Coaching in the era of changes

I have recently seen among my colleagues more and more interest in coaching; and generally, programs which are developed to enhance coaching skills are more popular. And yet, the interest is not directly proportional to the willingness to apply such skills.

How do you assess your coaching mindset? Or simpler: how can you be present, mindful, aware?

From my perspective, having a “coaching” mindset means having a growth mindset, goodwill, and a pinch of bravery. In business, we are facing difficulties that we haven’t experienced for a long time, and it seems very hard to keep up the motivation of our colleagues: people are angry and disappointed and, let’s not deny the truth, the decision making of companies on this matter has been often poor. But this should not give a reason to give up.

In his work ‘Coaching for Performance’, John Whitmore (1937-2017) theorized that “coaches are midwives at the birth of a new social order, one in which compassion for all people and caring for all of nature and our only home form the core theme“. Before him, only Socrates (IV century BC), the Greek philosopher, proposed a similar vision. Alas, millennia have passed, and I do not see this vision realized yet: although corporate and startup companies are more and more oriented toward coaching, such tendencies often look like fried air.

“We may not be able to stabilize the economy, but we can find personal stability within economic instability”.

Sir John Whitmore

Do not get me wrong: this doesn’t come from the organizations alone, but from each of their essential parts: people. Individuals do have a hard time understanding that there is no such “era of stability” anymore; rather we are in an epoch of continuous transformations.

If the natural human behavior is to be accustomed to habits, then mankind might be in need to rework that aspect, because the one thing that is stable, as of now, is the dynamics of changes. The resistance, together with lack of resiliency, is itself the limit to adaptation within many of us. No change can be realized effectively if it doesn’t first happen within ourselves, with both mind and heart. (With regards to good habits, that is).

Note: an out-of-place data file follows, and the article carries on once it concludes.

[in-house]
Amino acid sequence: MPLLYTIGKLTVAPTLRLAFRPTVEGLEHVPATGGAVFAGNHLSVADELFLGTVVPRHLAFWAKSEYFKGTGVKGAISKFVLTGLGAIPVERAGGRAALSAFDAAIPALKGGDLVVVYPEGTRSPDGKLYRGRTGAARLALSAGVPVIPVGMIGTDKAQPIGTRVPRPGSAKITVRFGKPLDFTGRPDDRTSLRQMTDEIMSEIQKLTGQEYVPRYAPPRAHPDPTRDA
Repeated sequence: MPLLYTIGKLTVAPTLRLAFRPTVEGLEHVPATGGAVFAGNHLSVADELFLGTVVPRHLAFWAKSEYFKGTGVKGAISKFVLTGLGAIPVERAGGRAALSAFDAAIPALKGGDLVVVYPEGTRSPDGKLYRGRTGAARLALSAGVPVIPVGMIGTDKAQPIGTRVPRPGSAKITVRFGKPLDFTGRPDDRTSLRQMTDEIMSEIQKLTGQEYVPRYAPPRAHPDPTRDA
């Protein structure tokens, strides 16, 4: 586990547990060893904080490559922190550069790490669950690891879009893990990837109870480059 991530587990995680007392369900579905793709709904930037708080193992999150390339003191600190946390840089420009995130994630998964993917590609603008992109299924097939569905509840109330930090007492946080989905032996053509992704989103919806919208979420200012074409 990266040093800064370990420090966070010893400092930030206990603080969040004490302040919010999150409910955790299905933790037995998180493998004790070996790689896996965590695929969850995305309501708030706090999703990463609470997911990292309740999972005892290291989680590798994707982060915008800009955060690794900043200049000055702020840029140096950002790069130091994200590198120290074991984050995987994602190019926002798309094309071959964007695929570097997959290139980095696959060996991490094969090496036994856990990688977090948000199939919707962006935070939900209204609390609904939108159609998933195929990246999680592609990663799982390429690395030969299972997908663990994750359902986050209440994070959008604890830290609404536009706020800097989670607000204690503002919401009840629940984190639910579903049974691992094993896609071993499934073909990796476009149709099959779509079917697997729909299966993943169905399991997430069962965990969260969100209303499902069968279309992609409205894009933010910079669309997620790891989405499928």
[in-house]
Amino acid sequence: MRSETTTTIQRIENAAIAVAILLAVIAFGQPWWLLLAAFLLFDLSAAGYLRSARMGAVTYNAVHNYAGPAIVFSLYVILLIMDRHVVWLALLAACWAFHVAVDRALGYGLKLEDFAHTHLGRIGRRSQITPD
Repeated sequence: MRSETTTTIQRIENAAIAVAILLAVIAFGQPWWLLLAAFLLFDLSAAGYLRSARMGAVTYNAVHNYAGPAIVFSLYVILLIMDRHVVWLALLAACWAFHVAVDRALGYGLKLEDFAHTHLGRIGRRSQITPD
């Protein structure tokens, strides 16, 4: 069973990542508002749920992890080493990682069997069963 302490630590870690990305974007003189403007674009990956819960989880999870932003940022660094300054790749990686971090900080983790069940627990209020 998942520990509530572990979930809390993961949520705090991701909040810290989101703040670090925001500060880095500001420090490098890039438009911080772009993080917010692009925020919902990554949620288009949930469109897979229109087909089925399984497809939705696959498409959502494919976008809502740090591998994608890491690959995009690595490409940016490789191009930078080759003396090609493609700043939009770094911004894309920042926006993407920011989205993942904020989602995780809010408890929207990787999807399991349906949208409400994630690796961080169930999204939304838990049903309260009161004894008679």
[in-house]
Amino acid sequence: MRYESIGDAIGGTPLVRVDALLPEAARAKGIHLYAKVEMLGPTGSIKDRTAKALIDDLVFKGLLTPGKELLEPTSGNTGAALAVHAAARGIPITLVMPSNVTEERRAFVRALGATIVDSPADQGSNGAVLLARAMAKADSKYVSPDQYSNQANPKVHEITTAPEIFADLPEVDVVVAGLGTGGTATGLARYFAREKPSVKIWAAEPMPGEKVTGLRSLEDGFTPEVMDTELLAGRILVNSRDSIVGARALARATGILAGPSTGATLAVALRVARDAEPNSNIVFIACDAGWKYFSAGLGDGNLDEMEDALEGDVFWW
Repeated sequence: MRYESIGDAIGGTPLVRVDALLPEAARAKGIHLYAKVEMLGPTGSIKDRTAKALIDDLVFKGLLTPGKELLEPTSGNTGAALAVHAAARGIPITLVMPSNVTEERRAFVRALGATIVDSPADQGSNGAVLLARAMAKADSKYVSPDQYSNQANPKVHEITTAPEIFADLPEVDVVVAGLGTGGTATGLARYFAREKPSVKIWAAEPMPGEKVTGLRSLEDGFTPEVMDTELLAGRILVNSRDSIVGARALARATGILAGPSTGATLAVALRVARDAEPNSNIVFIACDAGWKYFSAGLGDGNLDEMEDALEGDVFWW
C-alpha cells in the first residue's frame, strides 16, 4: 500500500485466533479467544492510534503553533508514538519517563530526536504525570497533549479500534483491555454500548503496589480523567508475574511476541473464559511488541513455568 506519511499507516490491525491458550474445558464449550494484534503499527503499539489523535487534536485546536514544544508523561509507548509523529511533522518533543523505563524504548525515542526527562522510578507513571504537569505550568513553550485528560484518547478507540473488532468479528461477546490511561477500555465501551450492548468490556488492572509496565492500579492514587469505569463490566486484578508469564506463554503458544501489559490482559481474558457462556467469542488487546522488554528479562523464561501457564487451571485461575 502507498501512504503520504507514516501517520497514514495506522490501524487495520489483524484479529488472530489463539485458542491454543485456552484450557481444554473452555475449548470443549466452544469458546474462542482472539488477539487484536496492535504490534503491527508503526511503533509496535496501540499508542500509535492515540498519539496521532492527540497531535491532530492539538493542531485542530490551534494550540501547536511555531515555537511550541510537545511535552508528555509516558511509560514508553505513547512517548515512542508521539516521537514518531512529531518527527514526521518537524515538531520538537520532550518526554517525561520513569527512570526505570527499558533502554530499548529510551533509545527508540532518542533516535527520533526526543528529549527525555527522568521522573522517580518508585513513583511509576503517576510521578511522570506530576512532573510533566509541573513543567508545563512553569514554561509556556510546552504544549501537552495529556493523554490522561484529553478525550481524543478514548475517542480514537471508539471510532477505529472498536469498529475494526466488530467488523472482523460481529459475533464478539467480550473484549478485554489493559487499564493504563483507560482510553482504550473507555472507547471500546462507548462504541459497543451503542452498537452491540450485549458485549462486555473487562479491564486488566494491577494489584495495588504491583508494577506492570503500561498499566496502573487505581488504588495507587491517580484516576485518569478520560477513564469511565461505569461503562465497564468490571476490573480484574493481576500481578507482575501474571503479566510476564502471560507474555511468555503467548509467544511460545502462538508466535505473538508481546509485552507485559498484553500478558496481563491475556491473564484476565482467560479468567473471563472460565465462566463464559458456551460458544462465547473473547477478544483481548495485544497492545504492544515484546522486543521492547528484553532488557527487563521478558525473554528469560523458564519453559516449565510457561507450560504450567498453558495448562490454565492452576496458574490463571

Coaches are there to help; but out of their support and their skills, it is up to each of us to have the right mindset and move forward. Since “the more relevant point for coaches now is how much they need to know about wider issues and what they do with that knowledge”, what coaches need to do now is to lead the transformation, support the assessment of strategical skills and, at the same time, encourage people to embrace the reality.

If we do not like something, we can decide whether to complain about or change it. Now, here is where the coaching mindset comes in handy: people often need to be listened to, but hardly they decide to actively play a role. Coaching should be that lever to motivation where power management failed us – and it did, given the circumstances. Even if people seek for advice, they may have already thought of excellent alternatives.

You don’t need to be a certified coach to do that. Everything starts from the simplest: and so, let’s simply try to be available to listen and understand, because your role is to clear the path where thoughts aren’t organized yet. When you are looking for a change, make it clear within yourself and give focus on the otherwise blurred picture. Coaching (and self-coaching) works like with muscles: it takes time and practice, but your dedication will bring results.

This article was originally published on LinkedIn.

Published by Andrea Paviglianiti

I practice coaching, I love reading, and I work as a data scientist. I also recharge my batteries with meditation, martial arts, and video games. I perform career and skills coaching – thus I define myself as a “cognitive” coach: I help people improve their learning experience to succeed where they want. My method is based on behavioral analysis, psychology of learning, philosophy of dialogue, and classic literature. I write about how to get better at learning, the best books I read, and my personal philosophy of coaching. And I will not lie to you – I can get verbose at times! I’d be happy if you stick around and read more of what I have to share!

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